Free Kansas Revocable Living Trust

Things to Keep in Mind When Filling Your Kansas Revocable Living Trust Form

While you cannot predict the future, creating a revocable living trust can prepare you for it. This type of trust allows you to set aside assets for your loved ones, which can be used if you become incapacitated or pass away. And as the name suggests, you can change or revoke the trust at any time, as long as you are of sound mind.

How Do You Make a Revocable Living Trust in Kansas?

The creator of a revocable living trust is called the grantor, settlor, or trustor. This person transfers ownership of their assets to the trust, which a trustee manages. The trustee is responsible for managing the trust according to the terms set forth by the grantor. The trustee can be the grantor themselves or someone else that they designate.

A revocable living trust becomes irrevocable upon the death of the grantor. At this point, the trustee must distribute the assets by the trust agreement.

To create a revocable living trust, you must first identify the assets you want to transfer to the trust. These include your house, car, bank accounts, investments, and life insurance policies. Once you have decided which assets to include, you will need to transfer their ownership to the trust. This is typically done by changing the title or deed to reflect the trust as the new owner.

You will also need to name a trustee and designate their powers. You can name yourself the trustee, or someone you trust, like a spouse, child, or close friend. The trustee will be responsible for managing the trust according to your instructions.

Remember to identify your beneficiaries who will receive the assets from the trust when you pass away. You can name anyone you want as a beneficiary, including family members, friends, charities, or organizations.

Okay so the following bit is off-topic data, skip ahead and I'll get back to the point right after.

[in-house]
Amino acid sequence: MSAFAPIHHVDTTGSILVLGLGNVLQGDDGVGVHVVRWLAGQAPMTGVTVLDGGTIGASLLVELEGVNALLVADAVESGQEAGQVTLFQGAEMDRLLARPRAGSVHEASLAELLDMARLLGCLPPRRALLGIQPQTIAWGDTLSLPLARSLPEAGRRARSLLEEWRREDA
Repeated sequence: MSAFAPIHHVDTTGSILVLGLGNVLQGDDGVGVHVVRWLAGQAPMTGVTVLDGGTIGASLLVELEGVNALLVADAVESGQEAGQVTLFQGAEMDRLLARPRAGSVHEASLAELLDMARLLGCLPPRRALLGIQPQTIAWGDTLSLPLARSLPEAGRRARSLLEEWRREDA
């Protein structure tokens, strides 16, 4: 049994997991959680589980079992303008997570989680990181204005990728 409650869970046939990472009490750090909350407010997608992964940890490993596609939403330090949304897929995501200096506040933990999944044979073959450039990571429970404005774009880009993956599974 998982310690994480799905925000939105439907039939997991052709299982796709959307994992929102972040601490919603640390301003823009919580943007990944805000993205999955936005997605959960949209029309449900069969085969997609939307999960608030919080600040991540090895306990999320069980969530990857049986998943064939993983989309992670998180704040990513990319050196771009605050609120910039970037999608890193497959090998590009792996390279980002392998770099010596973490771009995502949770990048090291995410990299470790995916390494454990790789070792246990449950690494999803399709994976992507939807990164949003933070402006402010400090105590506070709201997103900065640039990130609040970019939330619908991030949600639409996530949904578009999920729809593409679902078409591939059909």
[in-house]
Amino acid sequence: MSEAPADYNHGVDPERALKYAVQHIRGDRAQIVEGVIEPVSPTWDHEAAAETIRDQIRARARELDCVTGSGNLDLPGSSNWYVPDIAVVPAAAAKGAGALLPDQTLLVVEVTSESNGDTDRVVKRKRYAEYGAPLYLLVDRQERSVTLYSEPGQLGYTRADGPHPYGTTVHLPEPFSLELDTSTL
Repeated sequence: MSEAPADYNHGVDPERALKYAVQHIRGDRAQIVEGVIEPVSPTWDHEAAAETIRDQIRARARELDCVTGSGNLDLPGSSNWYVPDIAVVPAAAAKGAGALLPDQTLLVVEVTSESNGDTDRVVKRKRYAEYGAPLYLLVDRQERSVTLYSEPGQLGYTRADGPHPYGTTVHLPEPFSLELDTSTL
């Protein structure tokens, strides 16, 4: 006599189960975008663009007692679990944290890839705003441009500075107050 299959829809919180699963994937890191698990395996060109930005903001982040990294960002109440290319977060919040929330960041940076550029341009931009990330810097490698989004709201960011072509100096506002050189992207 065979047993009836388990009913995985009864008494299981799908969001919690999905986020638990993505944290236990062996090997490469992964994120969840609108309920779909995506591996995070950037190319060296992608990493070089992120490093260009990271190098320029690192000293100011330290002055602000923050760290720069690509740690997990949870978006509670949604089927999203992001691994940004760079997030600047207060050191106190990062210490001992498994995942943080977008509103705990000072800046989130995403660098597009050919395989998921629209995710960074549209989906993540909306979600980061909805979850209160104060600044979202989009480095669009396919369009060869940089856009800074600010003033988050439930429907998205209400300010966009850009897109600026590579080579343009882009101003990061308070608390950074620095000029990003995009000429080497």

After taking care of these details, you must sign the trust agreement before a notary public.

Do You Need a Kansas Revocable Living Trust?

Kansas is yet to adopt the Uniform Probate Code, meaning that the probate process in the state can be complicated and time-consuming. The good news is that you may leverage a simplified probate process if your estate is small.

For example, your beneficiaries may use an affidavit to claim the trust properties as long as the total value of all assets subject to probate is $40,000 or less. Moreover, you may request a more simplified probate process from the probate court as long as your estate meets specific requirements.

Depending on the size of your assets, you may transfer your estate through a transfer-on-death deed to avoid probate altogether.

Do You Need a Will With a Kansas Revocable Living Trust?

If you have a Kansas revocable living trust, you may still need a Will to supplement it. As you know, only some of your assets may be transferred to the trust. But you may want to include personal items like jewelry or family heirlooms in your Will to specify who gets them.

Moreover, a will allows you to name a guardian for your minor children if something happens to you and your spouse. Without a will, the court will decide who takes care of your children, which may not be someone you would have preferred.

Does a Revocable Living Trust in Kansas Reduce Estate Tax?

A revocable living trust will not protect your assets from Kansas federal estate tax, which applies to assets above $12m ($24 million for married couples). However, setting up an AB trust can reduce your estate tax liability.

If you wish to create a revocable living trust online, Forms. Legal has all the forms to make the process easier for you. These templates are free to download and print and can be customized to fit your needs.